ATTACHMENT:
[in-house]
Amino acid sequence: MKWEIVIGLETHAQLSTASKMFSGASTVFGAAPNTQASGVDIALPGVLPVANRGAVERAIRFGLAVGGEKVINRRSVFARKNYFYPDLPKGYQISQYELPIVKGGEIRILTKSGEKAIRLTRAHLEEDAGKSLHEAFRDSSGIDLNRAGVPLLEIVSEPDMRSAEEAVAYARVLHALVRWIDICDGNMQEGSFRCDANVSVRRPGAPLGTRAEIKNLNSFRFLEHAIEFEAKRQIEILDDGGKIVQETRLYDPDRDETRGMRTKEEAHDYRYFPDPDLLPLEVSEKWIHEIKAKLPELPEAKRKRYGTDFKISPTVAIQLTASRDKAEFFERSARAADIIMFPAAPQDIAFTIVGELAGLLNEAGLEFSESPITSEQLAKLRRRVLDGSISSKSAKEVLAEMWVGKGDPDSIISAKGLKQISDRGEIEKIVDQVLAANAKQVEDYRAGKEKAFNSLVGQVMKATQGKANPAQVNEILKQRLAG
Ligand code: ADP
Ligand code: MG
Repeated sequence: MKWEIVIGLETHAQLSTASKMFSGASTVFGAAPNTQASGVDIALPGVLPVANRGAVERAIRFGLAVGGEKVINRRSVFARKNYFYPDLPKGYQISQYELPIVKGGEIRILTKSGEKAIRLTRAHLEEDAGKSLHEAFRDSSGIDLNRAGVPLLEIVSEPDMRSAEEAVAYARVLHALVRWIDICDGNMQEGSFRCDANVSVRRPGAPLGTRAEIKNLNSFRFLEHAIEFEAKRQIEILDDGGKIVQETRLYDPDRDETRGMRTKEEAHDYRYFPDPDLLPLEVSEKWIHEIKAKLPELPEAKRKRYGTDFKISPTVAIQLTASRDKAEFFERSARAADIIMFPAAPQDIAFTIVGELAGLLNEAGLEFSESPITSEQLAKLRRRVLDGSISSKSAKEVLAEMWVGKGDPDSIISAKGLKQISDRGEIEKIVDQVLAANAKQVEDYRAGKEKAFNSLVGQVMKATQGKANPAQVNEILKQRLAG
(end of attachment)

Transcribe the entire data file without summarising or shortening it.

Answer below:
[in-house]
Amino acid sequence: MKWEIVIGLETHAQLSTASKMFSGASTVFGAAPNTQASGVDIALPGVLPVANRGAVERAIRFGLAVGGEKVINRRSVFARKNYFYPDLPKGYQISQYELPIVKGGEIRILTKSGEKAIRLTRAHLEEDAGKSLHEAFRDSSGIDLNRAGVPLLEIVSEPDMRSAEEAVAYARVLHALVRWIDICDGNMQEGSFRCDANVSVRRPGAPLGTRAEIKNLNSFRFLEHAIEFEAKRQIEILDDGGKIVQETRLYDPDRDETRGMRTKEEAHDYRYFPDPDLLPLEVSEKWIHEIKAKLPELPEAKRKRYGTDFKISPTVAIQLTASRDKAEFFERSARAADIIMFPAAPQDIAFTIVGELAGLLNEAGLEFSESPITSEQLAKLRRRVLDGSISSKSAKEVLAEMWVGKGDPDSIISAKGLKQISDRGEIEKIVDQVLAANAKQVEDYRAGKEKAFNSLVGQVMKATQGKANPAQVNEILKQRLAG
Ligand code: ADP
Ligand code: MG
Repeated sequence: MKWEIVIGLETHAQLSTASKMFSGASTVFGAAPNTQASGVDIALPGVLPVANRGAVERAIRFGLAVGGEKVINRRSVFARKNYFYPDLPKGYQISQYELPIVKGGEIRILTKSGEKAIRLTRAHLEEDAGKSLHEAFRDSSGIDLNRAGVPLLEIVSEPDMRSAEEAVAYARVLHALVRWIDICDGNMQEGSFRCDANVSVRRPGAPLGTRAEIKNLNSFRFLEHAIEFEAKRQIEILDDGGKIVQETRLYDPDRDETRGMRTKEEAHDYRYFPDPDLLPLEVSEKWIHEIKAKLPELPEAKRKRYGTDFKISPTVAIQLTASRDKAEFFERSARAADIIMFPAAPQDIAFTIVGELAGLLNEAGLEFSESPITSEQLAKLRRRVLDGSISSKSAKEVLAEMWVGKGDPDSIISAKGLKQISDRGEIEKIVDQVLAANAKQVEDYRAGKEKAFNSLVGQVMKATQGKANPAQVNEILKQRLAG